sand dunes on Cape Cod
wind swept over many years
memories lost to time

Lady Nyo (Jane) hosts dVerse Haibun Monday and asks us to write about a memory from childhood. Given the recent deaths of Carrie Fisher and one day later, her mother Debbie Reynolds, it seems appropriate to write about this particular memory. In terms of a timeline, Revlon dolls were made by Ideal, beginning in 1955. Eddie Fisher and Debbie Reynolds were married from 1955 – 1959. Haibun: a paragraph or two of prose (not fiction) followed by a haiku. Photos:  Cape Cod National Seashore near Provincetown. How serendipity that I now live in Boston and since 1998, have spent one or two weeks every year in Provincetown, Cape Cod.

Oh Provincetown!

Gulls squawk, shout high pitched squeals,
breaking through the silent calm of early morn.
Waters so still at low tide, there is no lap
as sun glistened ripples lie mute in their beauty.
Are these the sounds of long past voices
altered by time, soaring above your land?

Norman Mailer, Tennessee Williams, Eugene O’Neill.
Were their bare feet marred by these rock pebbles,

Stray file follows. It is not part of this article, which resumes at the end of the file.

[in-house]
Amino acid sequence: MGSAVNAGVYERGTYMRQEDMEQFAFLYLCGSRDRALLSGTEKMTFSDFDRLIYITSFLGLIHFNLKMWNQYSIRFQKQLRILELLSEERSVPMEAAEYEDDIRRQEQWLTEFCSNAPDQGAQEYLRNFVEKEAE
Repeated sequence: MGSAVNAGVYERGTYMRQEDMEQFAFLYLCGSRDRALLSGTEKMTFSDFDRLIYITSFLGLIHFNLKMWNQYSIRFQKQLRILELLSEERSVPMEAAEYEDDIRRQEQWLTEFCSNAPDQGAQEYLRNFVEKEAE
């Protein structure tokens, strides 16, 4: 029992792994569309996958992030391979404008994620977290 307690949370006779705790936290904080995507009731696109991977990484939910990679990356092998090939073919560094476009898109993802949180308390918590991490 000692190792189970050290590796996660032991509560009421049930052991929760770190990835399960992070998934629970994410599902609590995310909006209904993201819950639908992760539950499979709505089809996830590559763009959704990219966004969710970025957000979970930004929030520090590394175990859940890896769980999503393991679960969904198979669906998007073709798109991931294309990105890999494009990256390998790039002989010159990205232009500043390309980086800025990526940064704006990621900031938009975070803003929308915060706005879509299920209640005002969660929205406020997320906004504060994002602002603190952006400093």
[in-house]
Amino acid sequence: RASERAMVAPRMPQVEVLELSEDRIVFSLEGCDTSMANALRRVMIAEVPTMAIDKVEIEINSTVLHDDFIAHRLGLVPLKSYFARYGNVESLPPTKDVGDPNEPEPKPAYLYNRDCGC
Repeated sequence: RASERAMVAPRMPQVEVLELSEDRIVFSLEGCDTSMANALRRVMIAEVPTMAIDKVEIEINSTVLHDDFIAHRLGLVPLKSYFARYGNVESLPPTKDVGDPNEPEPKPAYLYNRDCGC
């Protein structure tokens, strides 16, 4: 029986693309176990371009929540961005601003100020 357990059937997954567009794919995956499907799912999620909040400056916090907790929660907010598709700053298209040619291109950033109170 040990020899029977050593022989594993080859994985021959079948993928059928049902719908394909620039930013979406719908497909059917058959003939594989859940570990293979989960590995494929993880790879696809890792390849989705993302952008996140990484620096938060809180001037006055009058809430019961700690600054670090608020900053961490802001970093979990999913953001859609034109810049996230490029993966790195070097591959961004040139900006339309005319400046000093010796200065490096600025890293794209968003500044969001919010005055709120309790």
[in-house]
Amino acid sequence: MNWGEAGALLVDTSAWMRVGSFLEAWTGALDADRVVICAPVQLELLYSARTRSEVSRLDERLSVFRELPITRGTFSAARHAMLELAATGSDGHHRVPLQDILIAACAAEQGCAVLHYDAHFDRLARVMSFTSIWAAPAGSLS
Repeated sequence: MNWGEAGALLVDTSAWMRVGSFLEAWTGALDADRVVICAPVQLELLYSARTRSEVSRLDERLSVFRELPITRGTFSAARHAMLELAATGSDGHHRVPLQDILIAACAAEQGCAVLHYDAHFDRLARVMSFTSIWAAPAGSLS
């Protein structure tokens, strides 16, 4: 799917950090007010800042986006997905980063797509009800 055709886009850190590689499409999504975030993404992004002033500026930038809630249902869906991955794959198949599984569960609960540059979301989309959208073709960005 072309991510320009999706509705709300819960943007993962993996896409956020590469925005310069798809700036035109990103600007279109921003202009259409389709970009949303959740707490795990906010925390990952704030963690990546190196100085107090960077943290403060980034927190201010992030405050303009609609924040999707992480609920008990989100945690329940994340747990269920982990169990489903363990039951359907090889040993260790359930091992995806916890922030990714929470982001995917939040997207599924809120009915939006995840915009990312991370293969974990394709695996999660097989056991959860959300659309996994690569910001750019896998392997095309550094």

these shards of shell beneath my feet,
tumbled through years of artistic waves?
Indigo waters turn cobalt blue, abut a stark line of sky,
like one canvas piled upon another,
an artists’ easel left for the day.

Muse to Jackson Pollack, Jack Kerouac,
Tony Kushner and Kurt Vonnegut.
Given voice by the calm and eloquent words
writ by Mary Oliver, resident of these dunes,
this town at the very tip of Cape Cod,
crooked arm of land surrounded by sea.

Leave the ocean and stroll into her streets.
See bawdy painted lips and swinging narrow hips,
drag queens, moving costumed forms,
tourists, lookers, art and food aficionados,
hawkers outside beaded doors and lovers of every kind.
Holding hands they strut, saunter, smile and wave.
Sixty thousand revelers by summer’s tides
ebbs to 3,000 who walk quiet snow encrusted streets,
appreciate winter palettes of whites and greys.

Oh Provincetown! Town of complexities.
Pilgrims’ pride rejected, settled by Portugese fishermen
and wives who waited for husbands to return from sea.
So many have claimed you.